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Selwyn Selikowitz Group No: 3613 Advice has been sought as to whether or not Dr. Amber has an enforceable contract with Furniture Comfort, and whether she is entitled by law to buy the couch at the discounted price. In order to address the issue, one needs to start by examining each of the four essential elements for contract formation: agreement, consideration, certainty and an intention to create legal relations. The newspaper advertisement is not an offer but an invitation to treat.
In Boots v Pharmaceutical Society of Great Britain, it was decided that ‘a contract is not completed until, the customer having indicated the articles which he needs, the shopkeeper, or someone on his behalf, accepts that offer.
’ The items on the shelf of the ‘self services’ shop were treated as offers to treat. This decision was due to the nature of the shop. It is not only inconvenient but also practically and legally unfeasible to be entered into a contract every time one picks up an item from the shelf.
Advertisements are presumed to be invitations to treat due to similar reasoning.
The exception to this presumption can be found in Carlill v Carbolic Smoke Ball, where the advertisement was determined to be an offer as there was an express intention to pay money in the event of certain circumstances occurring. This exception doesn’t apply to the present case. The reasonable person would interpret phrases such as “25% off all selected floor items”, and “We beat all competitors” in Furniture Comfort’s advertisements as not indicating a offer to enter into a contract with all readers, but merely inviting them to make an offer.
Thus the newspaper advertisement is an invitation to treat. . OFFER Dr Amber saw this ‘invitation to treat’ and responded by visiting Furniture Comfort. Being unhappy with the fabric on the model, she wished to buy a couch with a suitable fabric of her choosing. She made an offer to buy the couch as long as the fabric was one she chose and the couch was sold to her immediately upon her return. This conditional offer is made evident through her words “I assume the sale will still be on”, and “I’ll need it immediately after that. ” Now under the main offer she gave an option, a condition to the purchase.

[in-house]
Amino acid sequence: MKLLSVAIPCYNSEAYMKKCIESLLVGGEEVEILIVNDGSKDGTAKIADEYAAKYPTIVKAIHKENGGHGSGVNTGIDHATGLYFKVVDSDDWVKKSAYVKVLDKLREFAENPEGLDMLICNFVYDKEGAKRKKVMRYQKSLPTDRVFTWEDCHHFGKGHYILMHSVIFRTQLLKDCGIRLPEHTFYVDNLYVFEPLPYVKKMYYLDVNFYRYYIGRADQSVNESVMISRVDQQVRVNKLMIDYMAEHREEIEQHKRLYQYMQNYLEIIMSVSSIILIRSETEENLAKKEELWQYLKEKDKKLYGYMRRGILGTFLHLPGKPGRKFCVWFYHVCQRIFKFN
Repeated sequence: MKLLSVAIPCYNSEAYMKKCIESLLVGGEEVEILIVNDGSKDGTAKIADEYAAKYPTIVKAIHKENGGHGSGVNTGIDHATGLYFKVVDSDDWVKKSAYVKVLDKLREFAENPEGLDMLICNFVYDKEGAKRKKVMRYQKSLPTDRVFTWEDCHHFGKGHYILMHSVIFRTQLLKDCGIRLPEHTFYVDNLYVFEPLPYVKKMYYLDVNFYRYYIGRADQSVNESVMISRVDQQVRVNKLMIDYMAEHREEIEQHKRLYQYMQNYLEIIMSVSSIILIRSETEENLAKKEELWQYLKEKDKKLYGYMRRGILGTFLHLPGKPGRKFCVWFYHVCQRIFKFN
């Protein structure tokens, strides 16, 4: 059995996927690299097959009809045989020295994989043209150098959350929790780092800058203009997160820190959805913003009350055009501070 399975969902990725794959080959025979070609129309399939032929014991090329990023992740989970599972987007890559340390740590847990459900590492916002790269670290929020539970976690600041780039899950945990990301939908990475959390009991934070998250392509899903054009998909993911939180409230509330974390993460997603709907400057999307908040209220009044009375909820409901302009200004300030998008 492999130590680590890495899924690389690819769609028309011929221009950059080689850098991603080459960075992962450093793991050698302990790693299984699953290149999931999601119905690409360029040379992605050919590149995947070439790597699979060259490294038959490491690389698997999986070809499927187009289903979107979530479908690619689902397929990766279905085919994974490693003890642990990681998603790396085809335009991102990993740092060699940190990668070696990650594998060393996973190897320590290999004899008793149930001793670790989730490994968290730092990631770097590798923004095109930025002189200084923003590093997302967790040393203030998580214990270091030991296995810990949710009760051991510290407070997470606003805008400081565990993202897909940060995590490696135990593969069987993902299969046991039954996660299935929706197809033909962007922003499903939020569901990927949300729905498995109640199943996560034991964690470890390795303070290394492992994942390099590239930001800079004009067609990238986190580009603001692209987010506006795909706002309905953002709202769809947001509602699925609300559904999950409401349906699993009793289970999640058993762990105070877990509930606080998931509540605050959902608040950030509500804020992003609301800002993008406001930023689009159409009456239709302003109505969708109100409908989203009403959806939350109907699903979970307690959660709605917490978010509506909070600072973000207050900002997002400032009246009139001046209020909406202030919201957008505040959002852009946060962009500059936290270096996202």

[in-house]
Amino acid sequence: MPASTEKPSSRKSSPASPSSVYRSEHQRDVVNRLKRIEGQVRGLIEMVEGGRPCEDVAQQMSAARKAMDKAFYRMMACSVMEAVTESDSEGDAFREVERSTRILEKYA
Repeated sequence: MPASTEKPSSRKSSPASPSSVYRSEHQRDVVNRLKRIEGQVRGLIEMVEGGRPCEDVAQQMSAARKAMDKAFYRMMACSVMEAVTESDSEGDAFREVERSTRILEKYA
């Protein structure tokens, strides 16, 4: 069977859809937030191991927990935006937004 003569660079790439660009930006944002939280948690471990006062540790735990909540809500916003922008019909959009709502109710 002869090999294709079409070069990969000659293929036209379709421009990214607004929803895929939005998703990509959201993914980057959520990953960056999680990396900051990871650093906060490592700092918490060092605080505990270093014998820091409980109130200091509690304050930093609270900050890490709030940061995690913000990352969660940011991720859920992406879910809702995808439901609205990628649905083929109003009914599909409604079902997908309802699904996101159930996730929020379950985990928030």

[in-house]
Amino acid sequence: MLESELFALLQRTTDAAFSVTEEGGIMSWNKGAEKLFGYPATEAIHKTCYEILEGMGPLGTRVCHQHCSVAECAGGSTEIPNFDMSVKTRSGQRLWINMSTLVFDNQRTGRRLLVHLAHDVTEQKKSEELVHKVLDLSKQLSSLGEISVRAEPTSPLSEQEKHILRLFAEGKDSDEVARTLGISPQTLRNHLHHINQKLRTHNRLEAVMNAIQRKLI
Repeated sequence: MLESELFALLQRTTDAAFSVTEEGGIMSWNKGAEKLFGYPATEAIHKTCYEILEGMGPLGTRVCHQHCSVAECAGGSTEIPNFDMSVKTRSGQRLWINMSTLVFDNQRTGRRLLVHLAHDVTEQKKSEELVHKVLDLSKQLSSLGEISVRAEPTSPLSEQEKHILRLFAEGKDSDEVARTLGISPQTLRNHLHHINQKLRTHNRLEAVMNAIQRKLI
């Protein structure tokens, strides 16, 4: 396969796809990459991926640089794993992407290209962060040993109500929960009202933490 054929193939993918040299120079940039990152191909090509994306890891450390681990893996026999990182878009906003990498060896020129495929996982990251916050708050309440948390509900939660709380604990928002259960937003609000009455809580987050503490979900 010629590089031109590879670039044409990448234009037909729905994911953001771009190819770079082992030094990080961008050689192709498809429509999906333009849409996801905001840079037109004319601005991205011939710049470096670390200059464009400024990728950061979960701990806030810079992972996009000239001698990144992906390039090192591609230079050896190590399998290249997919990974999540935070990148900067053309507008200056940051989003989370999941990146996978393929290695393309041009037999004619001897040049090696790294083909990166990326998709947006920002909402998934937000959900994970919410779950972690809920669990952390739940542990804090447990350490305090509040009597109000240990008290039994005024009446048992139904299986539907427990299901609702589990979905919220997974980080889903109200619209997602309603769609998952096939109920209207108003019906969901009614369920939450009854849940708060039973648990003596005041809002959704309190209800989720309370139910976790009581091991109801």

An option contract is defined as ‘an agreement for consideration under which a party acquires a right exercisable before a specified time to buy or sell property at a given price from another party. ’ In Goldsbrough Mort & Co v Quinn, the grantor gave the option holder an option to purchase certain land at a specified price at any time within one week of the agreement in return for the sum of five shillings paid to the grantor. In the present case, the option was Dr Amber’s offer to buy the couch as long as the couch was reserved for her.
In response to Dr.Amber’s offers, Maggie replied “We can do that if you prefer. Let’s go to my office. ” Whether or not Maggie’s reply and consequent actions can be construed as an acceptance of the offers depends on whether it satisfies certain rules in contract law regarding acceptance. (a) The acceptance must be communicated In Felthouse v Bindley, it was determined that silence cannot be taken to indicate acceptance.  Although the acceptance may have been inferred by conduct of the nephew, his intention was not communicated to the uncle, and thus it was found that no acceptance had been made and no contract was formed.
In this case Maggie explicitly responded to Dr. Amber’s offer with the words “We can do that if you prefer. ” Thus the acceptance was communicated (b) The acceptance must be absolute and unqualified The acceptance must be complete, without changing any of the terms. Otherwise, instead of an acceptance it would be a counteroffer. In Butler Machine Tool Co Ltd v Ex-Cell-O Corp this distinction was made clear, in the ‘battle of forms’ involved. ‘Acceptance’ based on changing of conditions of an offer of one party was deemed to be a counteroffer, not an acceptance. Maggie in this case has absolutely agreed to the conditions of Dr.
Amber’s offer, reflected through her actions in allowing Amber to sign the special order information and also to leave with the fabric. (c) Acceptance must be in reliance of the offer In Crown v Clarke, Clarke was found to have not acted in the faith of or in reliance of the offer, but rather for his own intentions. Thus he was found to have no claim to a reward he had received under contract. In the present case, Maggie knew the specific details of the offer such as “reserve the couch now”, “take the samples” and “order the couch when I get back” Thus her acceptance was made in reliance of the offer and the option. d) Must be in compliance with the offeror’s offer Maggie complied with Dr. Amber’s offer by allowing her to leave with the samples, and placing a special order in the ‘fabric checkout binder. ’ There was therefore a legally recognisable acceptance on Maggie’s part. Maggie accepted Dr. Amber’s option of keeping the couch reserved, as well as her offer of purchasing the couch
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